Shares vs. property: how should you choose?

Investments shares and property both have pros and cons, and what’s right for you comes down to what suits your individual circumstances and specific financial goals.

When it comes to building wealth, there are many investment strategies that can help you achieve your financial goals and secure your long-term future.

Both shares and property have the ability to generate good income and capital returns, but whether you should invest in real estate or shares, or both, depends on several factors.

What’s your risk appetite?

Investing, by its very nature, comes with risk, but understanding the level of risk that you are willing to accept is one major consideration when deciding on property or shares. For instance, with investing in shares, you are likely to witness larger fluctuations with your returns and losses compared to real estate, particularly over the short term.

That means, when it comes to shares, you need to be comfortable that the value of shares can alter daily, which could see your portfolio rise and fall significantly over short periods. By contrast, property prices are unlikely to fluctuate daily and go through the same steep growth periods followed by declines, making it attractive to those with lower risk tolerance.

Are you investing for the short- or long-term?

Investment timeline is another key factor to consider when choosing whether investing in shares or property is the right option for you.

If you’re playing the long game, property may make more sense as it is viewed as a long-term investment that over a significant length of time may deliver positive returns. As an expensive asset it usually requires a long period of time to provide profitable return.

Other factors that make property an ideal long-term investment include high costs involved in buying and selling real estate as well as the potential for negative gearing benefits.

Conversely, shares are easier to use as a short to medium term investment as time on the market is far less critical that timing in the market when it comes to trades. What’s more, shares are more flexible than real estate and thus can be sold fast or purchased quickly as your individual circumstances change, gearing them more to the short-term. 

What do you know more about?

Both property and shares are areas that can take a significant amount of time to learn about in order to get the knowledge you need to make confident investing decisions.

However, when it comes to making a call on shares versus property as an investment, it’s worth remembering that less specialised knowledge is required in real estate. Still, it’s a good idea to research the particular property market you’re interest in as where you invest and what type of property you buy are factors that will impact your return on investment.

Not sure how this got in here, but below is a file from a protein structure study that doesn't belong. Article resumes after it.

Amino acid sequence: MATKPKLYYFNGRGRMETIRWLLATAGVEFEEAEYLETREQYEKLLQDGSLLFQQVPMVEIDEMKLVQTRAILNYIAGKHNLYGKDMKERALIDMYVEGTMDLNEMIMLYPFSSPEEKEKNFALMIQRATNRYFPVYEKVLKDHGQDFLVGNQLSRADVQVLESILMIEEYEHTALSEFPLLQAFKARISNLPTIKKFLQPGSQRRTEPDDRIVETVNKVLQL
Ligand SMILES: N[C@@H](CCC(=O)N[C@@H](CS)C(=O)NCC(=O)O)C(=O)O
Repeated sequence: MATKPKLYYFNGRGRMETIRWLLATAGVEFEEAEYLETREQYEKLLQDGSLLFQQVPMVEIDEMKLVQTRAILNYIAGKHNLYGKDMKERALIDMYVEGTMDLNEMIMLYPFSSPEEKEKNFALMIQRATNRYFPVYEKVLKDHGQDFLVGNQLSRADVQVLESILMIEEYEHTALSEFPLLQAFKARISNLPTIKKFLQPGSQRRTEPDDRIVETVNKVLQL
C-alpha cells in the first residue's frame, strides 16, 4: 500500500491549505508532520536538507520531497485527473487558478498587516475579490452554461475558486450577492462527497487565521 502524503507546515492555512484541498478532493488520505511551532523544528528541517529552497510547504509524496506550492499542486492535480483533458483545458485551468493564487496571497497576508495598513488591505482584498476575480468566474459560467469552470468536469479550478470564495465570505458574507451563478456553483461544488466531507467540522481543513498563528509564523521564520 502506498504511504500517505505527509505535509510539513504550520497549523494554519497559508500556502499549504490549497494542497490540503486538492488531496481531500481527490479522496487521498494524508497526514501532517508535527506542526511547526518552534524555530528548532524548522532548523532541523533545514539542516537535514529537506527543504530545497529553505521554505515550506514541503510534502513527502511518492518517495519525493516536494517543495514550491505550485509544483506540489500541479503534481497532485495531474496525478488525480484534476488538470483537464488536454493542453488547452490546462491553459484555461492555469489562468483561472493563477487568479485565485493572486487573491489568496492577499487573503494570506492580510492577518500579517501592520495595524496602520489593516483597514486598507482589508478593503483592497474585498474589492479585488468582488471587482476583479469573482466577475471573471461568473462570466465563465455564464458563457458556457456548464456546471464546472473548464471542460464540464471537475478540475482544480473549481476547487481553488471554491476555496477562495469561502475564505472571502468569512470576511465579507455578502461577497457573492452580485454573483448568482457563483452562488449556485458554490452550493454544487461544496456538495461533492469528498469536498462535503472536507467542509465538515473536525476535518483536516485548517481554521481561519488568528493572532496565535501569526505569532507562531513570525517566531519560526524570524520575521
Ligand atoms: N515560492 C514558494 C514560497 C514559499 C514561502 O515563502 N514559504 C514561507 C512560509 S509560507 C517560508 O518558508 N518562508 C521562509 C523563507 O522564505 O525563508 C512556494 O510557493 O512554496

With shares, things get pretty complicated fast. For instance, you’ll have to decide whether you want to invest in individual shares, an ETF, managed fund or hedge fund, which means having a good understanding of each vehicle and its pros and cons. Hence, if you decide to go down the shares route, it’s a good idea to educate yourself before you jump in.

How much do you have to invest?

Property costs a lot to invest in, especially in many parts of Australia where the real estate market continues to boom. This high cost of entry can mean people often have to spend years saving before they can get into the market, potentially decreasing its attractiveness.

On the other hand, investing in shares does not necessitate having huge amounts of available cash to start out. With the right kind of share portfolio, you can start investing without borrowing money. There’s also a variety of micro-investing apps that let you start investing with spare change, making shares attractive to those with less cash on hand.

Remember, whether you ultimately decide to invest in shares or property, investing always comes with risk and so it pays to carefully consider your choices before starting out.

Information provided in this article is of a general nature only and we have not taken your personal financial objectives, situation or needs into account. We recommend you consider if you need to seek professional financial advice before making any financial decisions.